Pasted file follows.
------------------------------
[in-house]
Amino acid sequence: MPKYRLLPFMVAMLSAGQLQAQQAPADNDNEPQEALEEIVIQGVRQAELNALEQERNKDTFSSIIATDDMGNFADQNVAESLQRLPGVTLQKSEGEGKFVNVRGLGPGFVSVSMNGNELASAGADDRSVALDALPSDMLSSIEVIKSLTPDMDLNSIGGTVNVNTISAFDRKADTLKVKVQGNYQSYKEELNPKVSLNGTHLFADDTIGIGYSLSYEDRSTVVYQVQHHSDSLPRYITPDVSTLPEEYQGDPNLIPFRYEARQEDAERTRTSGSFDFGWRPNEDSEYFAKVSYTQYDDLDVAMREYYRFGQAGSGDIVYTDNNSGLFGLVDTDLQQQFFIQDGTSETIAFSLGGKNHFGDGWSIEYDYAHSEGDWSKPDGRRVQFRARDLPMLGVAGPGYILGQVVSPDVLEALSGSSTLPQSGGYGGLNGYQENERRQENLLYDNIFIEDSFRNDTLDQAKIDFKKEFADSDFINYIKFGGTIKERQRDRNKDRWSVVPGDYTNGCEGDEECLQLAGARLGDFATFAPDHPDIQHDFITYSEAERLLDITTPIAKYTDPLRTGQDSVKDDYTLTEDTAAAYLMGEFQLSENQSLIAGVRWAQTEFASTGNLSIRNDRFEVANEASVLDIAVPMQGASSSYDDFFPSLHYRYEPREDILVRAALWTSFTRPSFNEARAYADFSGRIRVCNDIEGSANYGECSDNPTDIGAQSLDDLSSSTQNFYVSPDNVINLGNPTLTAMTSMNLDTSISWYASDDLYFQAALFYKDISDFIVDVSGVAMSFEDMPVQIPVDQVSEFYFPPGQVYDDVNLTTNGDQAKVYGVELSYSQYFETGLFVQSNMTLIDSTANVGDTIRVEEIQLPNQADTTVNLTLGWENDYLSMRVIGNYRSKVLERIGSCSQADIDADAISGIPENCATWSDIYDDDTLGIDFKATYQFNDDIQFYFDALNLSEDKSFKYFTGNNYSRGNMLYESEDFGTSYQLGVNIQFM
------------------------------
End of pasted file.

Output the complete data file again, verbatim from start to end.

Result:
[in-house]
Amino acid sequence: MPKYRLLPFMVAMLSAGQLQAQQAPADNDNEPQEALEEIVIQGVRQAELNALEQERNKDTFSSIIATDDMGNFADQNVAESLQRLPGVTLQKSEGEGKFVNVRGLGPGFVSVSMNGNELASAGADDRSVALDALPSDMLSSIEVIKSLTPDMDLNSIGGTVNVNTISAFDRKADTLKVKVQGNYQSYKEELNPKVSLNGTHLFADDTIGIGYSLSYEDRSTVVYQVQHHSDSLPRYITPDVSTLPEEYQGDPNLIPFRYEARQEDAERTRTSGSFDFGWRPNEDSEYFAKVSYTQYDDLDVAMREYYRFGQAGSGDIVYTDNNSGLFGLVDTDLQQQFFIQDGTSETIAFSLGGKNHFGDGWSIEYDYAHSEGDWSKPDGRRVQFRARDLPMLGVAGPGYILGQVVSPDVLEALSGSSTLPQSGGYGGLNGYQENERRQENLLYDNIFIEDSFRNDTLDQAKIDFKKEFADSDFINYIKFGGTIKERQRDRNKDRWSVVPGDYTNGCEGDEECLQLAGARLGDFATFAPDHPDIQHDFITYSEAERLLDITTPIAKYTDPLRTGQDSVKDDYTLTEDTAAAYLMGEFQLSENQSLIAGVRWAQTEFASTGNLSIRNDRFEVANEASVLDIAVPMQGASSSYDDFFPSLHYRYEPREDILVRAALWTSFTRPSFNEARAYADFSGRIRVCNDIEGSANYGECSDNPTDIGAQSLDDLSSSTQNFYVSPDNVINLGNPTLTAMTSMNLDTSISWYASDDLYFQAALFYKDISDFIVDVSGVAMSFEDMPVQIPVDQVSEFYFPPGQVYDDVNLTTNGDQAKVYGVELSYSQYFETGLFVQSNMTLIDSTANVGDTIRVEEIQLPNQADTTVNLTLGWENDYLSMRVIGNYRSKVLERIGSCSQADIDADAISGIPENCATWSDIYDDDTLGIDFKATYQFNDDIQFYFDALNLSEDKSFKYFTGNNYSRGNMLYESEDFGTSYQLGVNIQFM